“Indeed, the right to strike and that of entitlement to full pay for days of strike are essential elements of trade union rights.
“Paying ASUU members or any workers half salaries solely for lawfully and peacefully exercising their right to strike constitutes an impermissible restriction on the right to freedom of association including the right to strike, which is an essential element in the principle of collective bargaining.
“The application of any purported ‘no work, no pay’ rule to deduct from the salaries of ASUU members would be clearly inconsistent and incompatible with the Nigerian Constitution and international standards.
“The right to strike is a keystone of modern industrial society. No society which lacks that right can be democratic. Any society which seeks to become democratic must secure that right.
“The ILO Committee on Freedom of Association has stated that the imposition of sanctions for strike action is not conducive to harmonious labour relations.
“According to the Resolution concerning the Abolition of Anti-Trade Union Legislation in the States Members of the International Labour Organisation, member states including Nigeria must ‘ensure the effective and unrestricted exercise of trade union rights, including the right to strike by workers.’
“Another ILO resolution, titled, ‘Resolution Concerning Trade Union Rights and their Relation to Civil Liberties’ called for action in a number of ways ‘with a view to ensuring full and universal respect for trade union rights including the right to strike in their broadest sense.’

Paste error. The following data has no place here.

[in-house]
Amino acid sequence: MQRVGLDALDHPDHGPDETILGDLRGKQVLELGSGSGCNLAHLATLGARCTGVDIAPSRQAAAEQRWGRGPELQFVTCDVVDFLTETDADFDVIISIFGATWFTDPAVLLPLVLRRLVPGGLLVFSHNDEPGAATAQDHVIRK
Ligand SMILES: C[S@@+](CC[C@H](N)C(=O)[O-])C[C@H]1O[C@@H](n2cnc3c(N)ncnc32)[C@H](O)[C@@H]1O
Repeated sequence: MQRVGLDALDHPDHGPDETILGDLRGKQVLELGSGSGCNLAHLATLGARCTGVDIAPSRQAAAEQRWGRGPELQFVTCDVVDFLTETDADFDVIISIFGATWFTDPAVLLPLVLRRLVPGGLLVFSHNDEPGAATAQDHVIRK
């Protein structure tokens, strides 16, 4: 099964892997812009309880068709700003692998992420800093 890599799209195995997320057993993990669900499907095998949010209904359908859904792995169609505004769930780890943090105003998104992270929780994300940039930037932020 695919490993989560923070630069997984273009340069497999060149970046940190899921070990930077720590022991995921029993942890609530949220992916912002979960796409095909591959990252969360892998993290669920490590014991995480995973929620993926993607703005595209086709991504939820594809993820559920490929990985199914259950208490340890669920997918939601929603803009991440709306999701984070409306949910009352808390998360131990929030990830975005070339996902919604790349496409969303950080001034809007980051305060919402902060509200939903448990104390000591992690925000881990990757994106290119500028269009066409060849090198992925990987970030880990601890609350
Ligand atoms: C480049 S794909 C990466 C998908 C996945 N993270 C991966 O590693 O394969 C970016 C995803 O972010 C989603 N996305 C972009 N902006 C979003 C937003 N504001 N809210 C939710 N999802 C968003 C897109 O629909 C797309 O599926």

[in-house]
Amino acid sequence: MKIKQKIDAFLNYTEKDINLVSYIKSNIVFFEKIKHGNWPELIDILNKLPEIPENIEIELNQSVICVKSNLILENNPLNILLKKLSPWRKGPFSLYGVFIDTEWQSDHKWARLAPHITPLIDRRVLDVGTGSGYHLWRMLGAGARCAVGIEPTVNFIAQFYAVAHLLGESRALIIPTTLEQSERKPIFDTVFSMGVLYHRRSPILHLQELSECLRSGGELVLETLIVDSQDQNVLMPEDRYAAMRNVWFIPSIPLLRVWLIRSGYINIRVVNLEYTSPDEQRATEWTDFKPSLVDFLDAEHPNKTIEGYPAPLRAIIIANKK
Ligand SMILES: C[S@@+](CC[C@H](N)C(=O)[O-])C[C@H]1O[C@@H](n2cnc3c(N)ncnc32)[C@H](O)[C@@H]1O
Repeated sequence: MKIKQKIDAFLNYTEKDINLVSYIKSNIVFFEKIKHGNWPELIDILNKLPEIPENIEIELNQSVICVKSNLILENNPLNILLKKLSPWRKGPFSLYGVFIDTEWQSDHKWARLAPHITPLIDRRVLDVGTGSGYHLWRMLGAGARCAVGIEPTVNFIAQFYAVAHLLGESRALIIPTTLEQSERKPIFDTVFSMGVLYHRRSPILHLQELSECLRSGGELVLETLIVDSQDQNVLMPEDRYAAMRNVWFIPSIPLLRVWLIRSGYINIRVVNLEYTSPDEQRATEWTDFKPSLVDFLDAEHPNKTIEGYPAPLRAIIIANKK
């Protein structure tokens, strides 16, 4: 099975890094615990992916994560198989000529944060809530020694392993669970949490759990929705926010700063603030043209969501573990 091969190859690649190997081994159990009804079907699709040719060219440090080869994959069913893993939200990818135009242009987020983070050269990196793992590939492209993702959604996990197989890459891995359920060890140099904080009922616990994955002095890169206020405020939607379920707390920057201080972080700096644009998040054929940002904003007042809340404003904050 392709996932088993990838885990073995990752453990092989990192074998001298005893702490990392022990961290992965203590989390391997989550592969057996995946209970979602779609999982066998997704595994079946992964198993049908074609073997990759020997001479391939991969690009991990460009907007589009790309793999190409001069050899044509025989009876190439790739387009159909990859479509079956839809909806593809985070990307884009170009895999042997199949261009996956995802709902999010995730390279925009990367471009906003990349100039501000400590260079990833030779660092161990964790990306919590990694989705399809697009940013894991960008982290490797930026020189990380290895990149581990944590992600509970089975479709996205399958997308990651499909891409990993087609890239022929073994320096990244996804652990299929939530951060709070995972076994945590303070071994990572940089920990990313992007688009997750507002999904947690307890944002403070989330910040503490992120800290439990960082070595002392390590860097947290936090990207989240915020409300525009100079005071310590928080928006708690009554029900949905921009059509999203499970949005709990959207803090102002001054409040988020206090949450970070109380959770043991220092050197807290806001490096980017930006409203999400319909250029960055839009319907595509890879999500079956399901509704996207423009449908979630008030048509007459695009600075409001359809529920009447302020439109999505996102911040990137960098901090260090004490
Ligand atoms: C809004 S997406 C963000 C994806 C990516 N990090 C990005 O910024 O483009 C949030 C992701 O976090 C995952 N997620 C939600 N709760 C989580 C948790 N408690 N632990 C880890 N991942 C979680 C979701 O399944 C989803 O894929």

“Protecting fundamental human rights including the right to strike is not simply about States fulfilling their legal obligations. It is also about them creating democratic and equitable societies that are sustainable in the long run.
“Without protecting a right to strike, freedom of association, in particular the right to organise activities for the purpose of promoting and protecting workers’ interests, cannot be fully realised.
“Our requests are brought in the public interest, and in keeping with the requirements of the Nigerian Constitution; and the country’s international obligations including under the International Labour Organization (ILO) Conventions, the African Charter on Human and Peoples’ Rights, and the International Covenant on Economic, Social and Cultural Rights to which Nigeria is a state party.
“SERAP notes that ASUU recently suspended its eight months industrial action following interventions from the Court of Appeal, which upheld an earlier decision from the National Industrial Court NIC.”
15 Judges Face Probe Over Alleged Misconduct